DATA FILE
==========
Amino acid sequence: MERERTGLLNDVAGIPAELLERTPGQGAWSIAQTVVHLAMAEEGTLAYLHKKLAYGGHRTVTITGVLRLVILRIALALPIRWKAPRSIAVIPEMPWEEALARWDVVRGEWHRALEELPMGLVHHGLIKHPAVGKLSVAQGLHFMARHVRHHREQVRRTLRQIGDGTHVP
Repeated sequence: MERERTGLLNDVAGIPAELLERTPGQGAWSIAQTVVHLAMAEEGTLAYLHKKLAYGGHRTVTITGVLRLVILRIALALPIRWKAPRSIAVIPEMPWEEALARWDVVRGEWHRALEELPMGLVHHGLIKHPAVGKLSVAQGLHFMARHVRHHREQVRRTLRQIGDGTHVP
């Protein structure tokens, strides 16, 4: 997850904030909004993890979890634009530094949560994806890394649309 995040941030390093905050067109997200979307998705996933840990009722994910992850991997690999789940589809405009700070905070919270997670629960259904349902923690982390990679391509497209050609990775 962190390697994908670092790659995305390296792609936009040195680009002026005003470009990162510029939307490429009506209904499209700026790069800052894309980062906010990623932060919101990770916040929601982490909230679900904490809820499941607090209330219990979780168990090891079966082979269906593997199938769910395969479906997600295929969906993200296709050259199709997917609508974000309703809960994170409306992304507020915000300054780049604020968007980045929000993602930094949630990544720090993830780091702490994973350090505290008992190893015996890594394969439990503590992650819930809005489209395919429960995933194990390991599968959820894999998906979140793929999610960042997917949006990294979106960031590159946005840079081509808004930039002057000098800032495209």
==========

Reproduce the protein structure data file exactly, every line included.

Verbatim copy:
Amino acid sequence: MERERTGLLNDVAGIPAELLERTPGQGAWSIAQTVVHLAMAEEGTLAYLHKKLAYGGHRTVTITGVLRLVILRIALALPIRWKAPRSIAVIPEMPWEEALARWDVVRGEWHRALEELPMGLVHHGLIKHPAVGKLSVAQGLHFMARHVRHHREQVRRTLRQIGDGTHVP
Repeated sequence: MERERTGLLNDVAGIPAELLERTPGQGAWSIAQTVVHLAMAEEGTLAYLHKKLAYGGHRTVTITGVLRLVILRIALALPIRWKAPRSIAVIPEMPWEEALARWDVVRGEWHRALEELPMGLVHHGLIKHPAVGKLSVAQGLHFMARHVRHHREQVRRTLRQIGDGTHVP
């Protein structure tokens, strides 16, 4: 997850904030909004993890979890634009530094949560994806890394649309 995040941030390093905050067109997200979307998705996933840990009722994910992850991997690999789940589809405009700070905070919270997670629960259904349902923690982390990679391509497209050609990775 962190390697994908670092790659995305390296792609936009040195680009002026005003470009990162510029939307490429009506209904499209700026790069800052894309980062906010990623932060919101990770916040929601982490909230679900904490809820499941607090209330219990979780168990090891079966082979269906593997199938769910395969479906997600295929969906993200296709050259199709997917609508974000309703809960994170409306992304507020915000300054780049604020968007980045929000993602930094949630990544720090993830780091702490994973350090505290008992190893015996890594394969439990503590992650819930809005489209395919429960995933194990390991599968959820894999998906979140793929999610960042997917949006990294979106960031590159946005840079081509808004930039002057000098800032495209």